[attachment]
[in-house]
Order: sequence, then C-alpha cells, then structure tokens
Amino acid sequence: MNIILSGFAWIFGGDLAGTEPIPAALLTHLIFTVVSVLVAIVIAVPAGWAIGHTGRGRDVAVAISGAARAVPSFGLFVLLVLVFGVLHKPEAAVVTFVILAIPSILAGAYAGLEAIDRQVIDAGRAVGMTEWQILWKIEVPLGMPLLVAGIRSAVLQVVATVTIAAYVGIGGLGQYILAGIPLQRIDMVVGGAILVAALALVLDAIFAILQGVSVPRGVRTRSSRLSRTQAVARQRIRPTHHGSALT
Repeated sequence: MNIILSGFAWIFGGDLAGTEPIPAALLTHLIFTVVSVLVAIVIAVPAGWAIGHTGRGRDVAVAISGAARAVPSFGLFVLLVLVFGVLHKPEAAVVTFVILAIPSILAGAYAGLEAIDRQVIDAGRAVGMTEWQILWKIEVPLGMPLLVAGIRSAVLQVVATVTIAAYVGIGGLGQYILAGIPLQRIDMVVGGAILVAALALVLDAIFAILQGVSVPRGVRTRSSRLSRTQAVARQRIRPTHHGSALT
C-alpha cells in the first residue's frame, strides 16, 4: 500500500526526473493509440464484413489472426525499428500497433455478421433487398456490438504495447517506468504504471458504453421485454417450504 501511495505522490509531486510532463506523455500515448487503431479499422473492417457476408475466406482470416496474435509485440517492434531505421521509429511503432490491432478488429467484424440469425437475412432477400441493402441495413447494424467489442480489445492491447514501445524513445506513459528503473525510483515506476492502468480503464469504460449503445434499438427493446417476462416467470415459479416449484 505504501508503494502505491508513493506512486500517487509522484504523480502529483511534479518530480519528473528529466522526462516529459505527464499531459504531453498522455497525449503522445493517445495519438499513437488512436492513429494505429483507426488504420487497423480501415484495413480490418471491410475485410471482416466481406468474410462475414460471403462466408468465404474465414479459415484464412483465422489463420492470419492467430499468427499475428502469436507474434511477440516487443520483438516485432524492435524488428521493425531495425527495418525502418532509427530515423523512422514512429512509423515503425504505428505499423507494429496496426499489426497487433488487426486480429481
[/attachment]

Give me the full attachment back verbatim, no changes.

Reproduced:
[in-house]
Order: sequence, then C-alpha cells, then structure tokens
Amino acid sequence: MNIILSGFAWIFGGDLAGTEPIPAALLTHLIFTVVSVLVAIVIAVPAGWAIGHTGRGRDVAVAISGAARAVPSFGLFVLLVLVFGVLHKPEAAVVTFVILAIPSILAGAYAGLEAIDRQVIDAGRAVGMTEWQILWKIEVPLGMPLLVAGIRSAVLQVVATVTIAAYVGIGGLGQYILAGIPLQRIDMVVGGAILVAALALVLDAIFAILQGVSVPRGVRTRSSRLSRTQAVARQRIRPTHHGSALT
Repeated sequence: MNIILSGFAWIFGGDLAGTEPIPAALLTHLIFTVVSVLVAIVIAVPAGWAIGHTGRGRDVAVAISGAARAVPSFGLFVLLVLVFGVLHKPEAAVVTFVILAIPSILAGAYAGLEAIDRQVIDAGRAVGMTEWQILWKIEVPLGMPLLVAGIRSAVLQVVATVTIAAYVGIGGLGQYILAGIPLQRIDMVVGGAILVAALALVLDAIFAILQGVSVPRGVRTRSSRLSRTQAVARQRIRPTHHGSALT
C-alpha cells in the first residue's frame, strides 16, 4: 500500500526526473493509440464484413489472426525499428500497433455478421433487398456490438504495447517506468504504471458504453421485454417450504 501511495505522490509531486510532463506523455500515448487503431479499422473492417457476408475466406482470416496474435509485440517492434531505421521509429511503432490491432478488429467484424440469425437475412432477400441493402441495413447494424467489442480489445492491447514501445524513445506513459528503473525510483515506476492502468480503464469504460449503445434499438427493446417476462416467470415459479416449484 505504501508503494502505491508513493506512486500517487509522484504523480502529483511534479518530480519528473528529466522526462516529459505527464499531459504531453498522455497525449503522445493517445495519438499513437488512436492513429494505429483507426488504420487497423480501415484495413480490418471491410475485410471482416466481406468474410462475414460471403462466408468465404474465414479459415484464412483465422489463420492470419492467430499468427499475428502469436507474434511477440516487443520483438516485432524492435524488428521493425531495425527495418525502418532509427530515423523512422514512429512509423515503425504505428505499423507494429496496426499489426497487433488487426486480429481